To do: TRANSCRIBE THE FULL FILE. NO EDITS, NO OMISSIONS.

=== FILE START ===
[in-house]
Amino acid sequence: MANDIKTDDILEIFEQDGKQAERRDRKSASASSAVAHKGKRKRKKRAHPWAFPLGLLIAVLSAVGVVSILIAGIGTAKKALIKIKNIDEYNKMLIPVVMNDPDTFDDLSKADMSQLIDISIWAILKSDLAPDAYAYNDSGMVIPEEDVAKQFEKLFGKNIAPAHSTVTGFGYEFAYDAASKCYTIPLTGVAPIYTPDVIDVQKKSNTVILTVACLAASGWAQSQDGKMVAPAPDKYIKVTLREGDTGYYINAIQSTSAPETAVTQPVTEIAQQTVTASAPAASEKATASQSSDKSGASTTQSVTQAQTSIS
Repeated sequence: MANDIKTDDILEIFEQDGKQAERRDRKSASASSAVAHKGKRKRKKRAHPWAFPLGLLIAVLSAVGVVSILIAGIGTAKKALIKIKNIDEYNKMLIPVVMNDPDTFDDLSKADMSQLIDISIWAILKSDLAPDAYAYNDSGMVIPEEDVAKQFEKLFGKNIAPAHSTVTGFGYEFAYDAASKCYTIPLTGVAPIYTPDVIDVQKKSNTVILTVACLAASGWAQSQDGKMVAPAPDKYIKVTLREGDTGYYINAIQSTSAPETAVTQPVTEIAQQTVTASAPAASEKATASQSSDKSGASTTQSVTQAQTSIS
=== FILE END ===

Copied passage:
[in-house]
Amino acid sequence: MANDIKTDDILEIFEQDGKQAERRDRKSASASSAVAHKGKRKRKKRAHPWAFPLGLLIAVLSAVGVVSILIAGIGTAKKALIKIKNIDEYNKMLIPVVMNDPDTFDDLSKADMSQLIDISIWAILKSDLAPDAYAYNDSGMVIPEEDVAKQFEKLFGKNIAPAHSTVTGFGYEFAYDAASKCYTIPLTGVAPIYTPDVIDVQKKSNTVILTVACLAASGWAQSQDGKMVAPAPDKYIKVTLREGDTGYYINAIQSTSAPETAVTQPVTEIAQQTVTASAPAASEKATASQSSDKSGASTTQSVTQAQTSIS
Repeated sequence: MANDIKTDDILEIFEQDGKQAERRDRKSASASSAVAHKGKRKRKKRAHPWAFPLGLLIAVLSAVGVVSILIAGIGTAKKALIKIKNIDEYNKMLIPVVMNDPDTFDDLSKADMSQLIDISIWAILKSDLAPDAYAYNDSGMVIPEEDVAKQFEKLFGKNIAPAHSTVTGFGYEFAYDAASKCYTIPLTGVAPIYTPDVIDVQKKSNTVILTVACLAASGWAQSQDGKMVAPAPDKYIKVTLREGDTGYYINAIQSTSAPETAVTQPVTEIAQQTVTASAPAASEKATASQSSDKSGASTTQSVTQAQTSIS